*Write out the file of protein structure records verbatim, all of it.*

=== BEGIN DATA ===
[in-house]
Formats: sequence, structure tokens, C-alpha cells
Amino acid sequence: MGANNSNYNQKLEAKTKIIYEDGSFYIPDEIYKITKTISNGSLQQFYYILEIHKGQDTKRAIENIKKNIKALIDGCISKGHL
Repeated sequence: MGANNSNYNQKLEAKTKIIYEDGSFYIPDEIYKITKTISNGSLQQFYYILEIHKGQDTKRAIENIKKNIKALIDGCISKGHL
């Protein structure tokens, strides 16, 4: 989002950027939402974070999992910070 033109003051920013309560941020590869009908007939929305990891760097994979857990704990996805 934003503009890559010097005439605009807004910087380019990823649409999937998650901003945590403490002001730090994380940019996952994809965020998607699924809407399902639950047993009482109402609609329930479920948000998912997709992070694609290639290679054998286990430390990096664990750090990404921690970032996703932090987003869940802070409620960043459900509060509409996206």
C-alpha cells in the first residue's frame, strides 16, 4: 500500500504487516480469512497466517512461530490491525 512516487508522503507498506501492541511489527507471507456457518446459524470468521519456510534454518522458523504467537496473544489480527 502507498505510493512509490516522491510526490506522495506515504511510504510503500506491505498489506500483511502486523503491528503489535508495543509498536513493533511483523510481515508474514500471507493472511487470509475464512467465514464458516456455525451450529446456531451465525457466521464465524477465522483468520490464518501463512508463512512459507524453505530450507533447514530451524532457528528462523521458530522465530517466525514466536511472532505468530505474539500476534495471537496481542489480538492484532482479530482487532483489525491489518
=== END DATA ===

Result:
[in-house]
Formats: sequence, structure tokens, C-alpha cells
Amino acid sequence: MGANNSNYNQKLEAKTKIIYEDGSFYIPDEIYKITKTISNGSLQQFYYILEIHKGQDTKRAIENIKKNIKALIDGCISKGHL
Repeated sequence: MGANNSNYNQKLEAKTKIIYEDGSFYIPDEIYKITKTISNGSLQQFYYILEIHKGQDTKRAIENIKKNIKALIDGCISKGHL
């Protein structure tokens, strides 16, 4: 989002950027939402974070999992910070 033109003051920013309560941020590869009908007939929305990891760097994979857990704990996805 934003503009890559010097005439605009807004910087380019990823649409999937998650901003945590403490002001730090994380940019996952994809965020998607699924809407399902639950047993009482109402609609329930479920948000998912997709992070694609290639290679054998286990430390990096664990750090990404921690970032996703932090987003869940802070409620960043459900509060509409996206």
C-alpha cells in the first residue's frame, strides 16, 4: 500500500504487516480469512497466517512461530490491525 512516487508522503507498506501492541511489527507471507456457518446459524470468521519456510534454518522458523504467537496473544489480527 502507498505510493512509490516522491510526490506522495506515504511510504510503500506491505498489506500483511502486523503491528503489535508495543509498536513493533511483523510481515508474514500471507493472511487470509475464512467465514464458516456455525451450529446456531451465525457466521464465524477465522483468520490464518501463512508463512512459507524453505530450507533447514530451524532457528528462523521458530522465530517466525514466536511472532505468530505474539500476534495471537496481542489480538492484532482479530482487532483489525491489518